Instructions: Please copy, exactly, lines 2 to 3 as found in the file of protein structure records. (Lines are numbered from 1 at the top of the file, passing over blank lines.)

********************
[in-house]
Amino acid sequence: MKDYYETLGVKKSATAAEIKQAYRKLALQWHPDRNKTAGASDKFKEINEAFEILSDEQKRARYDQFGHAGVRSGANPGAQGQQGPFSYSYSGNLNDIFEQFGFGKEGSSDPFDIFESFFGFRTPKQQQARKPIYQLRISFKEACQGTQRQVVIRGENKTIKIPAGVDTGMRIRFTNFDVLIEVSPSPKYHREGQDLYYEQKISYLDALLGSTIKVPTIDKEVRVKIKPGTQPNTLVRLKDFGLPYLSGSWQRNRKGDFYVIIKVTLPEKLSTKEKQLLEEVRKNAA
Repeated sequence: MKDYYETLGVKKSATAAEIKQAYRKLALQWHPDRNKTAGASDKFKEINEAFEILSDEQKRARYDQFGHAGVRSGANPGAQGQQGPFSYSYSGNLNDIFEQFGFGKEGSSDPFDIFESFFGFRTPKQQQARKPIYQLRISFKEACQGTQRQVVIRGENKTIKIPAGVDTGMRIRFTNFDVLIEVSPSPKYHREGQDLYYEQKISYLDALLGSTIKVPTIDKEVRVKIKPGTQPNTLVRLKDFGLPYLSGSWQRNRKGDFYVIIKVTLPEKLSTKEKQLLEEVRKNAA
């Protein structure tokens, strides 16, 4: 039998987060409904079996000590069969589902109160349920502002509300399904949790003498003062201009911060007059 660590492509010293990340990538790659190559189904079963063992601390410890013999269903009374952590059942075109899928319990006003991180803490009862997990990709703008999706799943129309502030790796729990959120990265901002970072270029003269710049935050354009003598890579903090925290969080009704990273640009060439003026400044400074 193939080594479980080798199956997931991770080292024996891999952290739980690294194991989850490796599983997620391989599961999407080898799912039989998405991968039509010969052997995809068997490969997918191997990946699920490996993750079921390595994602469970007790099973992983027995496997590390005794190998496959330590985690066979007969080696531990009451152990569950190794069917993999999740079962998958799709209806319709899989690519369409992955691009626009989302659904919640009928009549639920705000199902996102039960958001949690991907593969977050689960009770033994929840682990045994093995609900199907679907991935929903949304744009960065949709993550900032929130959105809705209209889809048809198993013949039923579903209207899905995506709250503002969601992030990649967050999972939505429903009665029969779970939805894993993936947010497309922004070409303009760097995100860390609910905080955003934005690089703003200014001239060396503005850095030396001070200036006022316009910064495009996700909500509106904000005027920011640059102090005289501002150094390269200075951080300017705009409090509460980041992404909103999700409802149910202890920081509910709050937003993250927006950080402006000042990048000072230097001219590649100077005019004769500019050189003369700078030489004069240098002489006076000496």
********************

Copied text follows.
Amino acid sequence: MKDYYETLGVKKSATAAEIKQAYRKLALQWHPDRNKTAGASDKFKEINEAFEILSDEQKRARYDQFGHAGVRSGANPGAQGQQGPFSYSYSGNLNDIFEQFGFGKEGSSDPFDIFESFFGFRTPKQQQARKPIYQLRISFKEACQGTQRQVVIRGENKTIKIPAGVDTGMRIRFTNFDVLIEVSPSPKYHREGQDLYYEQKISYLDALLGSTIKVPTIDKEVRVKIKPGTQPNTLVRLKDFGLPYLSGSWQRNRKGDFYVIIKVTLPEKLSTKEKQLLEEVRKNAA
Repeated sequence: MKDYYETLGVKKSATAAEIKQAYRKLALQWHPDRNKTAGASDKFKEINEAFEILSDEQKRARYDQFGHAGVRSGANPGAQGQQGPFSYSYSGNLNDIFEQFGFGKEGSSDPFDIFESFFGFRTPKQQQARKPIYQLRISFKEACQGTQRQVVIRGENKTIKIPAGVDTGMRIRFTNFDVLIEVSPSPKYHREGQDLYYEQKISYLDALLGSTIKVPTIDKEVRVKIKPGTQPNTLVRLKDFGLPYLSGSWQRNRKGDFYVIIKVTLPEKLSTKEKQLLEEVRKNAA